“The only thing necessary for evil to triumph is for good men to do nothing.” Burke was writing 250 years ago, but his wisdom applies just as much to Syria. Chemical weapons are the most despicable of all, and have for decades been outlawed throughout the world. Yet they have been used often by the Dictator Assad in Syria, at least partly no doubt encouraged by our failure to act in 2013. Closer to home a similar agent was used in a failed murder attempt on the streets of Salisbury. Next time it could be a mass gas attack in the London Underground. Use (or possession) of these weapons cannot be allowed, and Theresa May was wholly justified in her surgical strike against chemical weapon factories and stockpiles in Syria last weekend.
The PM stood up well to the fuss which the pacifist Leader of the Labour Party tried to make in the Commons on Monday, straightforwardly laying out the reasons and the outline legal justification for the strikes. It was quite right that she refused to expose the secret intelligence, or indeed the detailed legal advice over targeting, which she had shared with the Cabinet before the strikes. Those are matters for her, and for the generals and intelligence chiefs who advise her. It is on the basis of that advice that she herself took personal responsibility for ordering the military action, rather than seeking ‘political top-cover’ by asking for a vote in the House of Commons.
It is the PM’s heavy duty to decide on these matters; and it is the responsibility of the House of Commons to hold her to account for it, as we did in the very full Parliamentary debate on Monday. The separation of responsibilities- between Executive and Legislature - is vitally important to the proper conduct of warfare. Our ability to scrutinise what the PM has decided was badly undermined by Tony Blair’s insistence on a vote to cover up his illegal invasion of Iraq in 2003. By getting his backbenchers to be whipped into supporting him, Blair was abdicating his responsibility for that terrible decision. 2003 also amply demonstrates that a vote in the House by no means necessarily results in the right decision being taken.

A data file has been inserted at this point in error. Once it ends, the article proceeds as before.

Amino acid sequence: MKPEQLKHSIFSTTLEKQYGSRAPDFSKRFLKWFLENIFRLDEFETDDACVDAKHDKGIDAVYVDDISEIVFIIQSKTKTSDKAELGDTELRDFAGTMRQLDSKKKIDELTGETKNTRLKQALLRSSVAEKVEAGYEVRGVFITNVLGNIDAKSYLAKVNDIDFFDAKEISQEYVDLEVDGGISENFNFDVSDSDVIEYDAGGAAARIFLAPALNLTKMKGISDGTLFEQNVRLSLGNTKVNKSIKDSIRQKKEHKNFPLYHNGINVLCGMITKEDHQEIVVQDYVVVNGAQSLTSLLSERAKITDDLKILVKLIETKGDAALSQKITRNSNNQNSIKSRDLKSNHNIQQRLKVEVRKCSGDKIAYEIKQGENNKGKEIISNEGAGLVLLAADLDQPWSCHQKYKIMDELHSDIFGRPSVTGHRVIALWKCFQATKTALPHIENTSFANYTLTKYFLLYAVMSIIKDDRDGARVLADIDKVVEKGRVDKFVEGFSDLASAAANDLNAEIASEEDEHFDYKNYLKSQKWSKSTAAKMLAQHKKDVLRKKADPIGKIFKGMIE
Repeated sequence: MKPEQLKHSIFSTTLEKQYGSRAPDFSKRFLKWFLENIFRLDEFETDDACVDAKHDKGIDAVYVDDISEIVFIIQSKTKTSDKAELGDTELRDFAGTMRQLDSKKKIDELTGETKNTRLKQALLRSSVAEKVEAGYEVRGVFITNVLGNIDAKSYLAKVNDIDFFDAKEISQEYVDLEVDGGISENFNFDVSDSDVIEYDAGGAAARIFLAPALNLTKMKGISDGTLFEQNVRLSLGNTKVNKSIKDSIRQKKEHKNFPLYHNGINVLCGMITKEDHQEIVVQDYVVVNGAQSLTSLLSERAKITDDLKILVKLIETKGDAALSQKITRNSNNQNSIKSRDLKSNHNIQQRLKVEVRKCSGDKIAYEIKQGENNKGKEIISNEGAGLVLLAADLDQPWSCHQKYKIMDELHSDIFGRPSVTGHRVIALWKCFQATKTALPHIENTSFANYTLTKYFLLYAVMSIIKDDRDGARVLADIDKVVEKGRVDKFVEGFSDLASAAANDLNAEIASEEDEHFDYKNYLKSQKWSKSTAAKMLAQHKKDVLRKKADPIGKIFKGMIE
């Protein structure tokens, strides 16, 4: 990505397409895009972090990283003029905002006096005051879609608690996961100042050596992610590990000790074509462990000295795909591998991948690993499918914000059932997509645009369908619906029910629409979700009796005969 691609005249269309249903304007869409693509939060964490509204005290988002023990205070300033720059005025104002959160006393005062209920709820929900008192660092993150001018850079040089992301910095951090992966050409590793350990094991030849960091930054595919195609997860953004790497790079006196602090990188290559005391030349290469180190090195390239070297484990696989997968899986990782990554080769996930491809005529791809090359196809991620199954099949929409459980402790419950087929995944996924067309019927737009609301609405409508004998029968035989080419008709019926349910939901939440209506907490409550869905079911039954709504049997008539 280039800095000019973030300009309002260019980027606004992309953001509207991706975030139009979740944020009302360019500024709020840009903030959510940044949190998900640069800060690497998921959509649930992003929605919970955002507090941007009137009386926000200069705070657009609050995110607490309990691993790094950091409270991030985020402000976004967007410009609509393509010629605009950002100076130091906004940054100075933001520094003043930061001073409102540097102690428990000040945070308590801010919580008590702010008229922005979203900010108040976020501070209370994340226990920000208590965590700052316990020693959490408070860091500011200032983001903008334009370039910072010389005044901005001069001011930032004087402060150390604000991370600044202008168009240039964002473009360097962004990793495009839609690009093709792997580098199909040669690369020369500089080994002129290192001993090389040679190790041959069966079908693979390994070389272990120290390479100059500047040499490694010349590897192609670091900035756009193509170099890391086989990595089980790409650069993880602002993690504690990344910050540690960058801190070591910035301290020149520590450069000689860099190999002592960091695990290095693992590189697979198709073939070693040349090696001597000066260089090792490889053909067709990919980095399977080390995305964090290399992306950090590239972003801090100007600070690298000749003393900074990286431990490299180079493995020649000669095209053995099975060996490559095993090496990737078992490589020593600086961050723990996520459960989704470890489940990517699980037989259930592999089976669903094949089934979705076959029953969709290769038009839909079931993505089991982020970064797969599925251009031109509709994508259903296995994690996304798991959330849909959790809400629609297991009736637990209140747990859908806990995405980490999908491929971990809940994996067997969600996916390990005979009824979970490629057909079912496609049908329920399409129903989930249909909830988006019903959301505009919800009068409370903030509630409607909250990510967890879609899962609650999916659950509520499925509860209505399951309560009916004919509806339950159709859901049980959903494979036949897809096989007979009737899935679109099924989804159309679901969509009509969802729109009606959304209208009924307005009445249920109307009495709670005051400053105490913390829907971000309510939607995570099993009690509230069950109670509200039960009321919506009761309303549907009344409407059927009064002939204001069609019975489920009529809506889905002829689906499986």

So I strongly support the PM’s action in striking against the chemical weapons capability of Assad. She was not taking sides in the civil war; nor was she seeking to topple the dictator (even although some people would like her to have done so.) She straightforwardly struck against the sites where these appalling weapons are made and stored. She was wholly justified under International law in doing so.
And she reasserted the constitutional right, and the strategic and tactical necessity , of the Government taking responsibility for warfare; the Commons thereby strengthening their duty and their ability to scrutinise what the Government have done and truly to hold them to account for it.